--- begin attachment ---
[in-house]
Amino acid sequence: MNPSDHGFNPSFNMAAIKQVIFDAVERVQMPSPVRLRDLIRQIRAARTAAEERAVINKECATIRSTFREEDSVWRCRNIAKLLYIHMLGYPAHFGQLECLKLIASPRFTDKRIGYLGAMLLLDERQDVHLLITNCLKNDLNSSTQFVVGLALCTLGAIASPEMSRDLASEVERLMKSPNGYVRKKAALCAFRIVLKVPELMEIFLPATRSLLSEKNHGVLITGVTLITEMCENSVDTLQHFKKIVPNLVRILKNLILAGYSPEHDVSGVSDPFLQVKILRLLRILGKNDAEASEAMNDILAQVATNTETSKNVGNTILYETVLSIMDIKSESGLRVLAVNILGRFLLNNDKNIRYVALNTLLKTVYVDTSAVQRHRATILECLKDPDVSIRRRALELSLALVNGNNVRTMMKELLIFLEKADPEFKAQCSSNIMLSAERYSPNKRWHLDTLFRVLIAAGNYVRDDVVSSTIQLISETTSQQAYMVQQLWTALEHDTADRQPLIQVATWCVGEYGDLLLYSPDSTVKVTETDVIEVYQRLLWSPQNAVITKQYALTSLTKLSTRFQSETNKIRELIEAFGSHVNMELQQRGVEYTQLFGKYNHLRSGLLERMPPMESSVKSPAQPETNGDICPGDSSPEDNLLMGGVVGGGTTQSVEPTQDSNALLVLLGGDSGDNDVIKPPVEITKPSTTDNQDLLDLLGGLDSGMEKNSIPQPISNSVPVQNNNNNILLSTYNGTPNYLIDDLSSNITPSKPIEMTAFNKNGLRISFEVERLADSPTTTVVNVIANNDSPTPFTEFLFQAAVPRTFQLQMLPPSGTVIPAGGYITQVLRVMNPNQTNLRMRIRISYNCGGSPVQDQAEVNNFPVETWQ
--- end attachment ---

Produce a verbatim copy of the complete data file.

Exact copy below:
[in-house]
Amino acid sequence: MNPSDHGFNPSFNMAAIKQVIFDAVERVQMPSPVRLRDLIRQIRAARTAAEERAVINKECATIRSTFREEDSVWRCRNIAKLLYIHMLGYPAHFGQLECLKLIASPRFTDKRIGYLGAMLLLDERQDVHLLITNCLKNDLNSSTQFVVGLALCTLGAIASPEMSRDLASEVERLMKSPNGYVRKKAALCAFRIVLKVPELMEIFLPATRSLLSEKNHGVLITGVTLITEMCENSVDTLQHFKKIVPNLVRILKNLILAGYSPEHDVSGVSDPFLQVKILRLLRILGKNDAEASEAMNDILAQVATNTETSKNVGNTILYETVLSIMDIKSESGLRVLAVNILGRFLLNNDKNIRYVALNTLLKTVYVDTSAVQRHRATILECLKDPDVSIRRRALELSLALVNGNNVRTMMKELLIFLEKADPEFKAQCSSNIMLSAERYSPNKRWHLDTLFRVLIAAGNYVRDDVVSSTIQLISETTSQQAYMVQQLWTALEHDTADRQPLIQVATWCVGEYGDLLLYSPDSTVKVTETDVIEVYQRLLWSPQNAVITKQYALTSLTKLSTRFQSETNKIRELIEAFGSHVNMELQQRGVEYTQLFGKYNHLRSGLLERMPPMESSVKSPAQPETNGDICPGDSSPEDNLLMGGVVGGGTTQSVEPTQDSNALLVLLGGDSGDNDVIKPPVEITKPSTTDNQDLLDLLGGLDSGMEKNSIPQPISNSVPVQNNNNNILLSTYNGTPNYLIDDLSSNITPSKPIEMTAFNKNGLRISFEVERLADSPTTTVVNVIANNDSPTPFTEFLFQAAVPRTFQLQMLPPSGTVIPAGGYITQVLRVMNPNQTNLRMRIRISYNCGGSPVQDQAEVNNFPVETWQ